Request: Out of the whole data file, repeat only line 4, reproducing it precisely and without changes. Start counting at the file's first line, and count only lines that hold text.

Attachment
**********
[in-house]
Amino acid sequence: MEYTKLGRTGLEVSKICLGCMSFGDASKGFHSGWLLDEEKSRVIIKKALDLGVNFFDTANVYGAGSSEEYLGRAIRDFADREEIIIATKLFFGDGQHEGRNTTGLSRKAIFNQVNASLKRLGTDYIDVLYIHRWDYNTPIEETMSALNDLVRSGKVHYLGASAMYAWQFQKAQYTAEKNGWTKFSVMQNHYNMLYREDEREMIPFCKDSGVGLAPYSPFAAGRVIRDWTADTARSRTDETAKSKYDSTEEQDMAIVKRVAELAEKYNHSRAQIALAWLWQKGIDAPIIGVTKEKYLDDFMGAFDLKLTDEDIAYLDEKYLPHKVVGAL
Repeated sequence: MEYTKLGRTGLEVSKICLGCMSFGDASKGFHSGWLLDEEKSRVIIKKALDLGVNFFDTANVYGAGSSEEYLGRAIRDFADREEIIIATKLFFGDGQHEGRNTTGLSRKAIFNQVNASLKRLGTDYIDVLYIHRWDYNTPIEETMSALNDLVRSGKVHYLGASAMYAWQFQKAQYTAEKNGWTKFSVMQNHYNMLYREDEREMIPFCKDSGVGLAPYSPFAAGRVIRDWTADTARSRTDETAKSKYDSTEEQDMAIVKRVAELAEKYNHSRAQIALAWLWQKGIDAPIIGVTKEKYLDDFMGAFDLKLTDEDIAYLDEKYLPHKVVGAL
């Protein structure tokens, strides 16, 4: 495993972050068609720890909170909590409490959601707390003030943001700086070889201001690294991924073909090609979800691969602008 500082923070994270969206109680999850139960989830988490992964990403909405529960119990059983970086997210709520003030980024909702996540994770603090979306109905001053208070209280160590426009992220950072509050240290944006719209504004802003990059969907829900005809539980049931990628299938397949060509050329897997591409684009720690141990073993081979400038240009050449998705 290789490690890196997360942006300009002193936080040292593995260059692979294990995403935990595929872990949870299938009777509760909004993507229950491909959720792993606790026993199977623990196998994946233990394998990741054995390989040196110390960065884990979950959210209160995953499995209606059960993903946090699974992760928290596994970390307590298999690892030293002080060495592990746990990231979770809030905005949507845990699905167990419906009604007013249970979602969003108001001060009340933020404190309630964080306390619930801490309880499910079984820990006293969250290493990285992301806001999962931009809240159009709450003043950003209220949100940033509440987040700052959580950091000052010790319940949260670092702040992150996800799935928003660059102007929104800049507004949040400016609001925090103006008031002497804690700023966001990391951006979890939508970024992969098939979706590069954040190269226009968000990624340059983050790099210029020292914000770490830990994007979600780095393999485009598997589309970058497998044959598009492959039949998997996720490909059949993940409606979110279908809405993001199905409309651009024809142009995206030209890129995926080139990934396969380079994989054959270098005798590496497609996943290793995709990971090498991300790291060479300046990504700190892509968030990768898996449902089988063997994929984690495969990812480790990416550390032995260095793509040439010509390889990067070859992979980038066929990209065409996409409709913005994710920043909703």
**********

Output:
């Protein structure tokens, strides 16, 4: 495993972050068609720890909170909590409490959601707390003030943001700086070889201001690294991924073909090609979800691969602008 500082923070994270969206109680999850139960989830988490992964990403909405529960119990059983970086997210709520003030980024909702996540994770603090979306109905001053208070209280160590426009992220950072509050240290944006719209504004802003990059969907829900005809539980049931990628299938397949060509050329897997591409684009720690141990073993081979400038240009050449998705 290789490690890196997360942006300009002193936080040292593995260059692979294990995403935990595929872990949870299938009777509760909004993507229950491909959720792993606790026993199977623990196998994946233990394998990741054995390989040196110390960065884990979950959210209160995953499995209606059960993903946090699974992760928290596994970390307590298999690892030293002080060495592990746990990231979770809030905005949507845990699905167990419906009604007013249970979602969003108001001060009340933020404190309630964080306390619930801490309880499910079984820990006293969250290493990285992301806001999962931009809240159009709450003043950003209220949100940033509440987040700052959580950091000052010790319940949260670092702040992150996800799935928003660059102007929104800049507004949040400016609001925090103006008031002497804690700023966001990391951006979890939508970024992969098939979706590069954040190269226009968000990624340059983050790099210029020292914000770490830990994007979600780095393999485009598997589309970058497998044959598009492959039949998997996720490909059949993940409606979110279908809405993001199905409309651009024809142009995206030209890129995926080139990934396969380079994989054959270098005798590496497609996943290793995709990971090498991300790291060479300046990504700190892509968030990768898996449902089988063997994929984690495969990812480790990416550390032995260095793509040439010509390889990067070859992979980038066929990209065409996409409709913005994710920043909703």